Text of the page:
Why Saddam Hussein lied about Iraq's weapons of mass destruction
The former dictator was afraid of looking weak to Iran, according to newly declassified interviews he had with an FBI agent.
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According to CBS, Piro listened to Hussein read poetry he’d written – a daily exercise for the former dictator, who had always carefully carved out time to read fiction when he was running Iraq. He gave Hussein the baby wipes the "clean freak" ruler loved to use to clean his cell and wipe off fresh fruit. The FBI agent celebrated Hussein’s birthday with cookies from his mother. He gave Hussein flower seeds, which he cultivated in a tiny garden with his bare hands. Slowly, the relationship began to yield fruit.Skip to next paragraph
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When Piro gave a lengthy interview to CBS’s 60 minutes in January 2008, his boss – FBI Assistant Director Joe Persichini – called the interviews with Hussein “one of the top accomplishments of our agency in the last 100 years.”
The FBI was asked, it said in statement, to brief Hussein because of the agency’s “longstanding work in gathering statements for court.”
Excerpts from the transcripts
Piro, a former California policeman who earned his college degree in night school in order to be eligible for the FBI, often took issue with Hussein’s assertions.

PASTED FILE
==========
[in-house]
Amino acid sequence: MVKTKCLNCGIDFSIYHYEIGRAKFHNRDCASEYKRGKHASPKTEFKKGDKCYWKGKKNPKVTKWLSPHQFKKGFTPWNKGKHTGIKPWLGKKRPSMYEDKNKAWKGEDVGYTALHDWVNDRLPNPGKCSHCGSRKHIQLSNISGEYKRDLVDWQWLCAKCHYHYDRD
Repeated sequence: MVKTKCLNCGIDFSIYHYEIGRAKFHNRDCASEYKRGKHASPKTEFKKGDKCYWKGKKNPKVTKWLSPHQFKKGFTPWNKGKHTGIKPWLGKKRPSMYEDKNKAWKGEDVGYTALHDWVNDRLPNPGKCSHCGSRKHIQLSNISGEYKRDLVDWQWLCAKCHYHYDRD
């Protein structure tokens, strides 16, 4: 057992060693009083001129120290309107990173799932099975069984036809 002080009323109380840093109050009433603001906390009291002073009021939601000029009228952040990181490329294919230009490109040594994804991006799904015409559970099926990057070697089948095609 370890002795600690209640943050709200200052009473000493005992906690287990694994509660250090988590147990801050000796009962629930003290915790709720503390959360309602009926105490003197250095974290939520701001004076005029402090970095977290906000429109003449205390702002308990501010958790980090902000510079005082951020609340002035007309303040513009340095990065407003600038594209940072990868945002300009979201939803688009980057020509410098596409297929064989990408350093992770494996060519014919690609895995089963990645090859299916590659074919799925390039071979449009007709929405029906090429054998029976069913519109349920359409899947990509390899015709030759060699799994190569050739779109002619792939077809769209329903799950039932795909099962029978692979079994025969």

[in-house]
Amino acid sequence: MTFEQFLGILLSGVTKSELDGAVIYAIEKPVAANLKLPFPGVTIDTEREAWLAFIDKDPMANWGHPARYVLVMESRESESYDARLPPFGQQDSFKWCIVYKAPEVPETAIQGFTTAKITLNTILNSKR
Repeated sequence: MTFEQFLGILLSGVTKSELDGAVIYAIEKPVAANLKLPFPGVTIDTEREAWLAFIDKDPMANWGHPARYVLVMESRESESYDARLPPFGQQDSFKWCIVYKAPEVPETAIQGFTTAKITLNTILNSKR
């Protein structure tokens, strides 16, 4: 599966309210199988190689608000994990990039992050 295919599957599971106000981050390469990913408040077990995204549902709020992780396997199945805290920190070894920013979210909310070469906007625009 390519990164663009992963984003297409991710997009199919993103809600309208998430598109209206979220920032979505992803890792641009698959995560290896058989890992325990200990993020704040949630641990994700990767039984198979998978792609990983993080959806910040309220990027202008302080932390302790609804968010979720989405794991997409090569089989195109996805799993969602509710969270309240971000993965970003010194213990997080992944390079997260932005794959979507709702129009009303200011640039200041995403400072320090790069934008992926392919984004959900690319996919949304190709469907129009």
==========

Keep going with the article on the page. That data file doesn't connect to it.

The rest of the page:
Hussein denied having any WMD. Piro countered, pointing out that US intelligence had gathered intelligence to the contrary and asking if WMDs could have been developed without his knowledge:
Hussein said no, and claimed on several occasions he held meetings with all of his ministers and asked them specifically if Iraq had WMD that he was unaware of.
All of the ministers said no.
Hussein also claimed that if UN sanctions had been lifted, he would have sought a security agreement with the US. Piro pointed out that given the relationship of the two countries, such an agreement may have not been an immediate option, and Iraq “would have needed to reconstitute its own weapons program in response.” Hussein replied that “Iraq would have done what was necessary and agreed that Iraq’s technical and scientific abilities exceeded others in the region.
On other points, Hussein’s statements received less criticism – particularly on Iran. The former dictator’s was worried not only about the immediate threat from Iran, but its advancing expertise:
Hussein further stated that Iran’s weapons capabilities have increased dramatically, while Iraq’s have been eliminated by the UN sanctions. The effects of this will be seen and felt in the future, as Iran’s weapons capabilities will be a greater threat to Iraq and the region in the future.